MOSCOW (Reuters) -- Russian Prime Minister Vladimir Putin has brushed aside a demand by the Communist Party to sack Finance Minister Aleksei Kudrin, saying now was not the time to discuss mistakes made by economic authorities.
Gennady Zyuganov, the leader of Russia's Communist Party, asked Putin to sack Kudrin over the financial crisis which has rocked investor confidence in Russia and wiped several hundred billion dollars from Russian stock prices.
Replying to Zyuganov's speech, Putin said Russia's economic policy has "pluses, which are also the merits of the government's economic bloc."
"There are minuses, too, but I will not talk about them now," he added. "We need to do everything very carefully."
Kudrin has become the darling of many bond investors since he was appointed finance minister in 2000, presiding over a spectacular turnaround of Russia's public finances, helped by the oil price rise.
A long-term Putin ally, who helped land the ex-president his first job in Moscow in the 1990s, Kudrin has amassed huge economic powers, effectively controlling both the State Treasury and the Central Bank.
His fiscal prudence has won him plaudits from ratings agencies and investors, but has caused tensions at home where some politicians would prefer to spend Russia's oil wealth on boosting infrastructure and welfare.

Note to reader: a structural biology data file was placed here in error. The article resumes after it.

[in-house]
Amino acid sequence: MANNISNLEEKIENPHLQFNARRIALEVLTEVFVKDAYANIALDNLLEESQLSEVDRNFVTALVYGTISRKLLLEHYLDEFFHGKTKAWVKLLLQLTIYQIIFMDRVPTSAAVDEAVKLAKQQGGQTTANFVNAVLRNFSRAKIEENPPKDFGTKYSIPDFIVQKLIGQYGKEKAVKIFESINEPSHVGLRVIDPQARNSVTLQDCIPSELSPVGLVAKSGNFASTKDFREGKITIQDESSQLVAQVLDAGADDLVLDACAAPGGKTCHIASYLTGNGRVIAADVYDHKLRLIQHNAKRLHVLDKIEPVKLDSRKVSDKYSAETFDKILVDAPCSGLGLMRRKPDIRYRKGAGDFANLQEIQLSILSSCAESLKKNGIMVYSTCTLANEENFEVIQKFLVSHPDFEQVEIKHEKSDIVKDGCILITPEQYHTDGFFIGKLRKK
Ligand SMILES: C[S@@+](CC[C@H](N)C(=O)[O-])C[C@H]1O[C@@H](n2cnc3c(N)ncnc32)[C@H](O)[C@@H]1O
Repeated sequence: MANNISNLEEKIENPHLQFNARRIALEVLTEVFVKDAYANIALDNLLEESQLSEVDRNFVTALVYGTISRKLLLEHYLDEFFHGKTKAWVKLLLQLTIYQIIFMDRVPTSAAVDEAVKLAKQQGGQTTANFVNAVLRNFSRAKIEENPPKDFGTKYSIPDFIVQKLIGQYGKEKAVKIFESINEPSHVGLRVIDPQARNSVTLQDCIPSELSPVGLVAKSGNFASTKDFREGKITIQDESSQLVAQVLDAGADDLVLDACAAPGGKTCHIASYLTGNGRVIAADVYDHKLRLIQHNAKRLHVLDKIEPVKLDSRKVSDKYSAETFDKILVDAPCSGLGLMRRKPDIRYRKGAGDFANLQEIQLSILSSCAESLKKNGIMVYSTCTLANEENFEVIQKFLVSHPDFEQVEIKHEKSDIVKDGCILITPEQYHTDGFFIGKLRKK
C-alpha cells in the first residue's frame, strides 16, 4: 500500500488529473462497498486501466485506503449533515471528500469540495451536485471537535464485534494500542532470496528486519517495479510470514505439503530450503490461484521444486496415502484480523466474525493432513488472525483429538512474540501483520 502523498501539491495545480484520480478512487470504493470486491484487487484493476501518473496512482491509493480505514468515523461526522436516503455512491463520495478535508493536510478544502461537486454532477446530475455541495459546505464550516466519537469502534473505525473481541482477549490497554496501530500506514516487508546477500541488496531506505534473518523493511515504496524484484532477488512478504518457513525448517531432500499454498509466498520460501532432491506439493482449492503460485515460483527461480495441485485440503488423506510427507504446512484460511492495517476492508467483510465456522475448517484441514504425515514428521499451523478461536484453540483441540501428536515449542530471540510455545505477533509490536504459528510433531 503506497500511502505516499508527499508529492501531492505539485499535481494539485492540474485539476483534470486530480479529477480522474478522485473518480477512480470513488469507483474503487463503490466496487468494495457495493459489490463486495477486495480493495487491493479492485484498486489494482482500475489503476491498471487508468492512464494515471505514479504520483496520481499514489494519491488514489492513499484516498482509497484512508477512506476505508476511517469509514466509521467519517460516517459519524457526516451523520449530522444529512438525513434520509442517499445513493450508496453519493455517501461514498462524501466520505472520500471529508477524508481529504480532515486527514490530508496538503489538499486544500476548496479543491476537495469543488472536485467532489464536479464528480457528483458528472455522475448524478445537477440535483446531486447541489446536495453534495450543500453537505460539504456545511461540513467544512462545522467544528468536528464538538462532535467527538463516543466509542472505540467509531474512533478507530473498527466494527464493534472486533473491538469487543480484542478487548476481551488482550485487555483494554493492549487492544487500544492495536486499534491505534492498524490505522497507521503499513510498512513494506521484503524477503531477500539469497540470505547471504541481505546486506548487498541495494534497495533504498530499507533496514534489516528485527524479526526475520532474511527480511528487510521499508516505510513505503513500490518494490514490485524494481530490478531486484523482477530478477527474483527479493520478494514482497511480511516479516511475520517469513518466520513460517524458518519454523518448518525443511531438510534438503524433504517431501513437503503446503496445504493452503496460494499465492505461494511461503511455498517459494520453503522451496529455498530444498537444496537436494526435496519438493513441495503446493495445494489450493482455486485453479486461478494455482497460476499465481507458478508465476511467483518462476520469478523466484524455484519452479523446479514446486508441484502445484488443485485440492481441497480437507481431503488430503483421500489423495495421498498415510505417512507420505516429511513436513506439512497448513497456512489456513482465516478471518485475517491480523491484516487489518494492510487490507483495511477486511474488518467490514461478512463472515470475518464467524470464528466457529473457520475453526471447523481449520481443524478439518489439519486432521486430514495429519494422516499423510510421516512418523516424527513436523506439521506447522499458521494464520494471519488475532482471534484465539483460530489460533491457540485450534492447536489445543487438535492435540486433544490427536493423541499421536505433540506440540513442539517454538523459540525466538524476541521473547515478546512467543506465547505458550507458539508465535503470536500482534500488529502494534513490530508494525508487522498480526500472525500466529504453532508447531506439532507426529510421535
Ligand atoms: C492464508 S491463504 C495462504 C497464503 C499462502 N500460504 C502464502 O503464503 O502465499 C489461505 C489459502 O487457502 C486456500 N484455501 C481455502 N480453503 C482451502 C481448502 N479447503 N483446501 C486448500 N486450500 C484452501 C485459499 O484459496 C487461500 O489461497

The "New Times" magazine this week cited rumors that Putin was unhappy with Kudrin's opposition to the government's market rescue plan and wanted to replace him, but a source at the Finance Ministry denied there was a rift between the two men.
On October 9, Putin echoed Kudrin's fiscal prudence.
"We should not constantly increase social obligations without thinking about the consequences for the budget...Will it be able to provide for such a level of obligations?" he said.
Much of the $210 billion market rescue package unveiled by the authorities over the past month will have to be paid for by money from the budget.
The Communists are in a minority in Russia's parliament.